7. Mannheimia cestode (Doula cestode): The body is about 100 cm long and 2 to 2.5 cm wide. The head segment is finger-shaped, and there is a longitudinal suction groove on each side of the dorsal and ventral parts. The cervical segments are elongated. The segments are generally wider than long. The pregnant egg segments are almost equal in length and width. There is a set of reproductive organs in the mature segment, with a round male reproductive pore in the anterior center of the segment, a spirally coiled uterus located in the middle of the segment, and the terminal opening of the uterus and the vaginal opening located below the male reproductive pore. The body is yellowish gray, with a grayish-black dotted line in the center of the segment due to the uterus and eggs. C. mansoni requires two intermediate hosts: the first intermediate host is a freshwater copepod (e.g., Daphnia magna), in which the protozoa develop. The second intermediate host is frogs and snakes (fish, birds and even dogs can be used as transit hosts), in which the larvae develop. Cats and dogs are the final hosts in which the larvae develop into adult worms in the small intestine.
The diagnosis of tapeworms is usually unnoticeable in mild infections except for occasional discharge of mature nodules. In severe infections, there are appetite disorders (gluttony, heterophagia), vomiting, chronic enteritis, alternating diarrhea and constipation, anemia, emaciation, agitation or depression, and in some cases, spasms or limb paralysis. When the worms form a mass, the tapeworm can block the intestinal canal, leading to acute abdominal conditions such as intestinal obstruction, intussusception, intestinal torsion and intestinal rupture.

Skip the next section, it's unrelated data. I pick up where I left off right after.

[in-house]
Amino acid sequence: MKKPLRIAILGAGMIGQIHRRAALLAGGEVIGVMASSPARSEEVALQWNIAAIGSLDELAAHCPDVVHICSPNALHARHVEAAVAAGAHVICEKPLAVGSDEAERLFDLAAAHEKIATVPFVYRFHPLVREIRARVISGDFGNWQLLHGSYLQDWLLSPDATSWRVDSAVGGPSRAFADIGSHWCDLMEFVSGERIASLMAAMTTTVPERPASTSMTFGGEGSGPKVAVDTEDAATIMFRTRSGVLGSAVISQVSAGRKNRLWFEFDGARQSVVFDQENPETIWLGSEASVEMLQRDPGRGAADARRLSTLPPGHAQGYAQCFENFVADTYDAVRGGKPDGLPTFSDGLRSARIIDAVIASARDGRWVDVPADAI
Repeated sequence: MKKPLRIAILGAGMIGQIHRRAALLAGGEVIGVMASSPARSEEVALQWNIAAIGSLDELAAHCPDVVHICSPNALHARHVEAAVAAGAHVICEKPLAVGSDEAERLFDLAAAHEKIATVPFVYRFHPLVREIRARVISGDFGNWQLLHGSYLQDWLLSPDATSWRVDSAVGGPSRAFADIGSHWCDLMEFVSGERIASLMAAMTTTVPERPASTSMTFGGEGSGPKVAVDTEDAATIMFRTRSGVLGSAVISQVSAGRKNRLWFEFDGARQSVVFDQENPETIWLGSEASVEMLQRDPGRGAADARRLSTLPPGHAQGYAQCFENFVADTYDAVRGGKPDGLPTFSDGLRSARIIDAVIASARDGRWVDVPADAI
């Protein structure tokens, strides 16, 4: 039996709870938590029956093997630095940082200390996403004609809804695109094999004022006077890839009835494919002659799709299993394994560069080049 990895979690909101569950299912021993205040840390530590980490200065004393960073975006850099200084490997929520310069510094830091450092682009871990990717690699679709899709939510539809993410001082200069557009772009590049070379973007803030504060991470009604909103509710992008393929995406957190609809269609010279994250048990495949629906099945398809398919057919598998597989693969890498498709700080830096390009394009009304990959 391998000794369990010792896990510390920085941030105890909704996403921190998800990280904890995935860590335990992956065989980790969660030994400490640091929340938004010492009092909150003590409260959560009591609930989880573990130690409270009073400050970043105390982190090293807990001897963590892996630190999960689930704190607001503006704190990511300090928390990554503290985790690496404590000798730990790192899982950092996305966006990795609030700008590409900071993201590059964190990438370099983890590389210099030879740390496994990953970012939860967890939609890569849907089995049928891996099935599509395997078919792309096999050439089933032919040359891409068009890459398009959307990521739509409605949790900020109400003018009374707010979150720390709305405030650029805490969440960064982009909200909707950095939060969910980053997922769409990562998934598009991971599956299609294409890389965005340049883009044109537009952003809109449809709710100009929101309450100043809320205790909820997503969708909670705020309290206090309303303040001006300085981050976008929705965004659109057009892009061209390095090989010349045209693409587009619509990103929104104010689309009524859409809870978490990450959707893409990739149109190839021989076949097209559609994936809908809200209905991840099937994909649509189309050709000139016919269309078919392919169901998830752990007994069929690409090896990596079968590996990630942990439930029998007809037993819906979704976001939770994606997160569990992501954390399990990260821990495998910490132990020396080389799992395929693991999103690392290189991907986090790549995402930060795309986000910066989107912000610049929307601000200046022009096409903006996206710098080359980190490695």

Therapeutic deworming of tapeworms: Use hydrobromine betaine at a dosage of 1.5 to 2 mg/kg body weight, administered orally. Make the sick dog fast for 12 to 20 hours and then administer the drug. To prevent vomiting, dilute iodine tincture solution (10 ml of water and two drops of tincture of iodine) should be given 15 to 20 minutes before administration of the drug. Or use praziquantel at a dosage of 5 to 10 mg/kg body weight, once, orally. Or use butanedimidine hydrochloride at a dosage of 25 to 50 mg/kg body weight, 1 time, orally, to expel fine-grained echinococcosis tapeworm with 50 mg, followed by 1 time at an interval of 48 hours.
Prophylactic deworming is definitely better than treating the disease once it is acquired. Prophylactic deworming should be carried out four times a year (once a quarter) for tapeworm prevention, and within 3 to 4 weeks before breeding. The dog should be isolated within a certain area during deworming so that the excreted worms and feces can be collected and thoroughly destroyed to prevent the spread of pathogens.
Of course, everything requires the dog owner to give them attention to cleanliness and hygiene to eliminate the source of infection. Properly dispose of slaughter waste and prevent dogs from feeding on intermediate hosts with tapeworm larvae or their uncooked organs. Keep the kennel and the dog clean, use insecticides frequently to kill fleas and lice on the dog's body, and eliminate rodents. All kinds of infectious sources that need to be careful should be paid attention to in order to ensure the health of the dog as much as possible.